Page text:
The deficit in General Motors UK's pension scheme could scupper plans to sell the company's European arm to PSA Group, the owner of French car manufacturer Peugeot.

With approximately 15,000 members, the pension scheme is one of the largest in Britain but carries a deficit of almost £1bn. According to the latest company filings available, which date back to the end of 2014, the pension scheme had £2.6bn worth of liabilities and assets amounting to £1.8bn, leaving it approximately £840m in the red.

The deficit, however, could have grown since, given the government debts into which pension schemes invest heavily have been hit by persistently low interest rates.

"At best it [the deficit] is a stumbling block, at worst it could be a deal breaker," pensions expert John Ralfe told the BBC's Today programme.

"The trouble with that is that that would then be a company with no assets, so what would have to happen [...] is that General Motors US would have to issue a guarantee for that UK company."

Last week, PSA Group revealed it was in talks with General Motors over buying the latter's Opel and Vauxhall brands. The maker of Peugeot and Citroen cars said that it was "exploring numerous strategic initiatives" with GM over improving the profitability of the latter's European auto operations, including a potential acquisition.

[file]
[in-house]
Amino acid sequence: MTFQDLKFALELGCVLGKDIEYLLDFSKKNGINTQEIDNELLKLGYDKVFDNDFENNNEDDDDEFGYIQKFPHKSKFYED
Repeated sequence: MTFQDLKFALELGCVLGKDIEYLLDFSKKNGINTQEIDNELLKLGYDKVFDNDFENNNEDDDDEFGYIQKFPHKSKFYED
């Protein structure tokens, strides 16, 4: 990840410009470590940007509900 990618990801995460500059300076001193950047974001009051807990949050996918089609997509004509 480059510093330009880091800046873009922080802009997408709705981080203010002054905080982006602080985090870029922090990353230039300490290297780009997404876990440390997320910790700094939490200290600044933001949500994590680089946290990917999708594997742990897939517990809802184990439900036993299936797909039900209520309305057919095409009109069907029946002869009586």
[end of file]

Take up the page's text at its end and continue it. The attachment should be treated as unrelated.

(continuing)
The two companies have already collaborated on the production of SUVs and commercial vans in Europe.

GM's Opel and Vauxhall brands have not turned a profit since 1999. The Detroit-based group had targeted returning to profitability in Europe in 2016, but ended up posting a loss before interest and tax of $300m (£240m) last year.

However, the proposed deal could threaten thousands of jobs at Vauxhall's factories in Ellesmere Port in Cheshire and Luton in Bedfordshire.

Vauxhall's UK workforce measures 35,000 and includes 23,000 in retail and 4,500 at factories at Ellesmere Port and Luton.

Its importance to the UK market was emphasised by business secretary Greg Clark, who will also attend the meeting, which is expected to take place next week, after being involved in discussions between the PSA Group and General Motors.

"The UK's automotive sector is one of the most productive in the world and we want to see it go from strength to strength," he said. "Through our industrial strategy we want to work with the Automotive Council and car manufacturers on a 'sector deal' so that the UK continues to be one of the leading auto industries in the world."

On Saturday, the government confirmed Prime Minister Theresa May will meet with PSA chief executive Carlos Tavares who will also discuss the potential deal with Unite general secretary Len McCluskey.